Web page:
Slater-type orbital

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Slater-type orbitals (STOs) are functions used as atomic orbitals in the linear combination of atomic orbitals molecular orbital method. They are named after the physicist John C. Slater, who introduced them in 1930.[1]

They possess exponential decay at long range and Kato's cusp condition at short range (when combined as hydrogen-like atom functions, i.e. the analytical solutions of the stationary Schrödinger equation for one electron atoms). Unlike the hydrogen-like ("hydrogenic") Schrödinger orbitals, STOs have no radial nodes (neither do Gaussian-type orbitals).


STOs have the following radial part:


n is a natural number that plays the role of principal quantum number, n = 1,2,...,
N is a normalizing constant,
r is the distance of the electron from the atomic nucleus, and
is a constant related to the effective charge of the nucleus, the nuclear charge being partly shielded by electrons. Historically, the effective nuclear charge was estimated by Slater's rules.

The normalization constant is computed from the integral


It is common to use the spherical harmonics depending on the polar coordinates of the position vector as the angular part of the Slater orbital.


The first radial derivative of the radial part of a Slater-type orbital is

The radial Laplace operator is split in two differential operators

The first differential operator of the Laplace operator yields

The total Laplace operator yields after applying the second differential operator

the result

Angular dependent derivatives of the spherical harmonics don't depend on the radial function and have to be evaluated separately.


The fundamental mathematical properties are those associated with the kinetic energy, nuclear attraction and Coulomb repulsion integrals for placement of the orbital at the center of a single nucleus. Dropping the normalization factor N, the representation of the orbitals below is

The Fourier transform is[2]


where the are defined by


The overlap integral is

of which the normalization integral is a special case. The superscript star denotes complex-conjugation.

The kinetic energy integral is

a sum over three overlap integrals already computed above.

The Coulomb repulsion integral can be evaluated using the Fourier representation (see above)

which yields

These are either individually calculated with the law of residues or recursively as proposed by Cruz et al. (1978).[3]

STO software[edit]

Some quantum chemistry software uses sets of Slater-type functions (STF) analogous to Slater type orbitals, but with variable exponents chosen to minimize the total molecular energy (rather than by Slater's rules as above). The fact that products of two STOs on distinct atoms are more difficult to express than those of Gaussian functions (which give a displaced Gaussian) has led many to expand them in terms of Gaussians.[4]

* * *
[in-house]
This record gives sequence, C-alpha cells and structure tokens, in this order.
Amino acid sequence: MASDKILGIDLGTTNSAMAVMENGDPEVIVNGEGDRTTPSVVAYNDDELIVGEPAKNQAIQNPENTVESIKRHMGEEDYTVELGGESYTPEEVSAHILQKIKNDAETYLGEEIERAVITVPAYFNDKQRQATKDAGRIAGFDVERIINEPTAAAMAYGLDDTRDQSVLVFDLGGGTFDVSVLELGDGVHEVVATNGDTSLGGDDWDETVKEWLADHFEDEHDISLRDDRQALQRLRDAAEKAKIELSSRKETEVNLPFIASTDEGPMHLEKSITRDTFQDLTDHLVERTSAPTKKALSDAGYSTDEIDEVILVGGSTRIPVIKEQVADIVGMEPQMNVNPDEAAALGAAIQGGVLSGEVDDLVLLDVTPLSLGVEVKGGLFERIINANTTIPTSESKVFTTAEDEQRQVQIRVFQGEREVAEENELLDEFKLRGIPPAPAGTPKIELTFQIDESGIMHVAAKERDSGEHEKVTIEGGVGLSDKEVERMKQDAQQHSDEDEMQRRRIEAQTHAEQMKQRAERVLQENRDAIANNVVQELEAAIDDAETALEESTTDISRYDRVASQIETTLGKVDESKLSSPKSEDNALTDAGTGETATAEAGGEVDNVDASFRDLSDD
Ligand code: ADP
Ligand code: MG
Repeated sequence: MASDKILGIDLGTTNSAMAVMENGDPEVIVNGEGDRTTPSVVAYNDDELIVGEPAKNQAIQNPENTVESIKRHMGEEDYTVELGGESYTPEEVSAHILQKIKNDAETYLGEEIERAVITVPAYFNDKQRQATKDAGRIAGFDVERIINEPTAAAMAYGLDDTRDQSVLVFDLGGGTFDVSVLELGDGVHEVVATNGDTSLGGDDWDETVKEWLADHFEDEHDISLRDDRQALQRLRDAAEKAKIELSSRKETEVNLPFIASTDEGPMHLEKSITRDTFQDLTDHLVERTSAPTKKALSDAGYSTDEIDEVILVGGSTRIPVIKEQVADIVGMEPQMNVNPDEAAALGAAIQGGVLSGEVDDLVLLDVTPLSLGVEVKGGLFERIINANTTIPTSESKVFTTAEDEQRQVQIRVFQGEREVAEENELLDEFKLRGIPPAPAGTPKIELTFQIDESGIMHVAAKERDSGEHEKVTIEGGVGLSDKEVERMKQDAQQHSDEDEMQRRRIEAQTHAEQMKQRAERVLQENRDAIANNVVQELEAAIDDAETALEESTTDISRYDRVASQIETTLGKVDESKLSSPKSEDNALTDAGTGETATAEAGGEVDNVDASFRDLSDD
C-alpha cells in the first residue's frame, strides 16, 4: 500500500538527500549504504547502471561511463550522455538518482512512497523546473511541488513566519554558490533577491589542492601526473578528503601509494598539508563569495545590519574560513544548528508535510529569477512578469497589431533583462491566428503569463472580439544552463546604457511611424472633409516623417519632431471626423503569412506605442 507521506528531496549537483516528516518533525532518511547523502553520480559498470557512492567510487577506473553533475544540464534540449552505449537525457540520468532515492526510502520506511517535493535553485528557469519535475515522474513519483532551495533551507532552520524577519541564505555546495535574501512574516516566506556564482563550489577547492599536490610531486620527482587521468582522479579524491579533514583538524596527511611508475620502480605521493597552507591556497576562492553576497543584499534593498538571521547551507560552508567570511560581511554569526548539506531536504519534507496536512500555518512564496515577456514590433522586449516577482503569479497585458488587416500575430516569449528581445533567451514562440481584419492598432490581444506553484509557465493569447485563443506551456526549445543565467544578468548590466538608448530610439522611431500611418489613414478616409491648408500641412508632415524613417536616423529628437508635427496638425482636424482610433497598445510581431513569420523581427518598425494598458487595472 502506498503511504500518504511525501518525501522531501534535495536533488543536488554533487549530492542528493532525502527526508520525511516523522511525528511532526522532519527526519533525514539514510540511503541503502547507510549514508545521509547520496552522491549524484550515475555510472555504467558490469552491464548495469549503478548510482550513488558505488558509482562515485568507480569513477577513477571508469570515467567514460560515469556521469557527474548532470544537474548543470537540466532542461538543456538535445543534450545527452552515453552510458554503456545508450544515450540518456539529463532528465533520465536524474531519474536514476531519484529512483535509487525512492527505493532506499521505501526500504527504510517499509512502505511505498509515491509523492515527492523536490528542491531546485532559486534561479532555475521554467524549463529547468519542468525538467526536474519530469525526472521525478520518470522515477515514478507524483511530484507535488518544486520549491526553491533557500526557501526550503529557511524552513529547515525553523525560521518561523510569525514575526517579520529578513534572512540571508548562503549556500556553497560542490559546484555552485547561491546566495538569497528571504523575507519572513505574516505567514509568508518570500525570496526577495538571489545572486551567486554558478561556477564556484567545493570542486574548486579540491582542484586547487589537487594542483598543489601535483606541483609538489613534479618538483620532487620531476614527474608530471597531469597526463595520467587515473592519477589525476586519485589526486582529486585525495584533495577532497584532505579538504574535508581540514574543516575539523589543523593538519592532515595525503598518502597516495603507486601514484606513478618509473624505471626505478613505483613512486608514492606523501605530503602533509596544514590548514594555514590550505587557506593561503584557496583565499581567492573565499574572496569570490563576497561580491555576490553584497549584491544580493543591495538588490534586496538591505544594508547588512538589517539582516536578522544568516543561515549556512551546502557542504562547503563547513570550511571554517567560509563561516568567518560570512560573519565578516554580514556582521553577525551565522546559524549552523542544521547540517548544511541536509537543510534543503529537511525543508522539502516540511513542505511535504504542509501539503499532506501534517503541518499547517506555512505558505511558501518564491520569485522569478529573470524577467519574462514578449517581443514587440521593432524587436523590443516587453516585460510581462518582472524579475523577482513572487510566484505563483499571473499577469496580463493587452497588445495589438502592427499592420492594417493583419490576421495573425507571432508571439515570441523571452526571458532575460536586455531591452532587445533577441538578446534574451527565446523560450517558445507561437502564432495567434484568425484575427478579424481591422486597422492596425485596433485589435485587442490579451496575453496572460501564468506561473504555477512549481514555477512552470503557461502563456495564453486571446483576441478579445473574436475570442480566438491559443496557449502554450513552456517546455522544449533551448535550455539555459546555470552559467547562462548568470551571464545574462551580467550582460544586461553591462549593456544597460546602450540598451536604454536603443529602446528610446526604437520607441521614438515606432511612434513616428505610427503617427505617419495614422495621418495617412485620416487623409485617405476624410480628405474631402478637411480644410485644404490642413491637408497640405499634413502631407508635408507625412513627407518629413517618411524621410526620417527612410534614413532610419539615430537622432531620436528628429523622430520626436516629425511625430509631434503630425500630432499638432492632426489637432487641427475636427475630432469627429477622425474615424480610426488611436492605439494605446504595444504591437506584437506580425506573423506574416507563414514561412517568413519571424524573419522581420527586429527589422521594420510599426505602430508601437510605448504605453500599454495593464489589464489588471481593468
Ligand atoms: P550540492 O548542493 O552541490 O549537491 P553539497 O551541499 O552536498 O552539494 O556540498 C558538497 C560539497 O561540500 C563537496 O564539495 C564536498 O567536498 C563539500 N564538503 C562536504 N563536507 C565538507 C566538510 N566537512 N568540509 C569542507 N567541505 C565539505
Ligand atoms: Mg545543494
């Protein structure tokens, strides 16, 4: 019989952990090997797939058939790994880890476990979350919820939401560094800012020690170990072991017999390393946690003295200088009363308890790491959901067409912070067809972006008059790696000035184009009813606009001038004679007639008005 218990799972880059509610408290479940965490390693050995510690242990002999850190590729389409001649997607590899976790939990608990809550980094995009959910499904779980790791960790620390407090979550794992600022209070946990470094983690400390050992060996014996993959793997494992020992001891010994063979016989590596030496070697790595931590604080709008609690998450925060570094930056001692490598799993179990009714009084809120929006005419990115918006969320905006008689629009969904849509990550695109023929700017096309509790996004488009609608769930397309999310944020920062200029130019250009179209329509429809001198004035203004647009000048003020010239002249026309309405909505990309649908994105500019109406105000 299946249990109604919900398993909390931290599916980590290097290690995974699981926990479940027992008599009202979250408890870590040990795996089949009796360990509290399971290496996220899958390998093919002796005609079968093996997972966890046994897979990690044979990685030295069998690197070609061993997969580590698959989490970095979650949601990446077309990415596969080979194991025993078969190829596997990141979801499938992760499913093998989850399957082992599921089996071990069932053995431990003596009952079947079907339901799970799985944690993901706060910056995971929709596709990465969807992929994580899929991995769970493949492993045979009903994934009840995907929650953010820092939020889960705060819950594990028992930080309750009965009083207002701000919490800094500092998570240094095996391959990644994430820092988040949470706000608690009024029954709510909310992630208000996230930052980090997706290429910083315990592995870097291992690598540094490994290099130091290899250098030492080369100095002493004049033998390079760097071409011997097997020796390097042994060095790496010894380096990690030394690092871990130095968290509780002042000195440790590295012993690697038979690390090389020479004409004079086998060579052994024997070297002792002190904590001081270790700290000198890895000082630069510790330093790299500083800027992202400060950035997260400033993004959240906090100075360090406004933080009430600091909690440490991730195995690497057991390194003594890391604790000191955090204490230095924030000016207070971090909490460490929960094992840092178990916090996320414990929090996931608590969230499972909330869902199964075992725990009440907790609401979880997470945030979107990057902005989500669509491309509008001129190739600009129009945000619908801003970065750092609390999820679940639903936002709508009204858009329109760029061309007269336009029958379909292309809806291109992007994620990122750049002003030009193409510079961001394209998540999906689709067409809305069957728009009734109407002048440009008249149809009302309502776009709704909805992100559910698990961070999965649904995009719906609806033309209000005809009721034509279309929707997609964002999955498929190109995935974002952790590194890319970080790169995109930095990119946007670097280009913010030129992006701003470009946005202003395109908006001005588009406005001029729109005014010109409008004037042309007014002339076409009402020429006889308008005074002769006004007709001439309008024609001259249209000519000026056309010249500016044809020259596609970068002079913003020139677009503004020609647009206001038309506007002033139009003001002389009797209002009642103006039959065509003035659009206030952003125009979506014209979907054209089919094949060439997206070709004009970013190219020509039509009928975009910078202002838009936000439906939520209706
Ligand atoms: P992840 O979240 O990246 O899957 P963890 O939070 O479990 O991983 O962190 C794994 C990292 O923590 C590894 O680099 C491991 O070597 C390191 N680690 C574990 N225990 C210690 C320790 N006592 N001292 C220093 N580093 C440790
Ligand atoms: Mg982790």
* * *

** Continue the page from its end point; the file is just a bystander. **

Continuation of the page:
Analytical ab initio software for polyatomic molecules has been developed, e.g., STOP: a Slater Type Orbital Package in 1996.[5]

SMILES uses analytical expressions when available and Gaussian expansions otherwise. It was first released in 2000.

Various grid integration schemes have been developed, sometimes after analytical work for quadrature (Scrocco), most famously in the ADF suite of DFT codes.

After the work of John Pople, Warren. J. Hehre and Robert F. Stewart, a least squares representation of the Slater atomic orbitals as a sum of Gaussian-type orbitals is used. In their 1969 paper, the fundamentals of this principle are discussed and then further improved and used in the GAUSSIAN DFT code. [6]

See also[edit]


  1. ^ Slater, J. C. (1930). "Atomic Shielding Constants". Physical Review. 36 (1): 57. Bibcode:1930PhRv...36...57S. doi:10.1103/PhysRev.36.57.
  2. ^ Belkic, D.; Taylor, H. S. (1989). "A unified formula for the Fourier transform of Slater-type orbitals". Physica Scripta. 39 (2): 226–229. Bibcode:1989PhyS...39..226B. doi:10.1088/0031-8949/39/2/004.
  3. ^ Cruz, S. A.; Cisneros, C.; Alvarez, I. (1978). "Individual orbit contribution to the electron stopping cross section in the low-velocity region". Physical Review A. 17 (1): 132–140. Bibcode:1978PhRvA..17..132C. doi:10.1103/PhysRevA.17.132.
  4. ^ Guseinov, I. I. (2002). "New complete orthonormal sets of exponential-type orbitals and their application to translation of Slater Orbitals". International Journal of Quantum Chemistry. 90 (1): 114–118. doi:10.1002/qua.927.
  5. ^ Bouferguene, A.; Fares, M.; Hoggan, P. E. (1996). "STOP: Slater Type Orbital Package for general molecular electronic structure calculations". International Journal of Quantum Chemistry. 57 (4): 801–810. doi:10.1002/(SICI)1097-461X(1996)57:4<801::AID-QUA27>3.0.CO;2-0.
  6. ^ Hehre, W. J.; Stewart, R. F.; Pople, J. A. (1969-09-15). "Self‐Consistent Molecular‐Orbital Methods. I. Use of Gaussian Expansions of Slater‐Type Atomic Orbitals". The Journal of Chemical Physics. 51 (6): 2657–2664. Bibcode:1969JChPh..51.2657H. doi:10.1063/1.1672392. ISSN 0021-9606.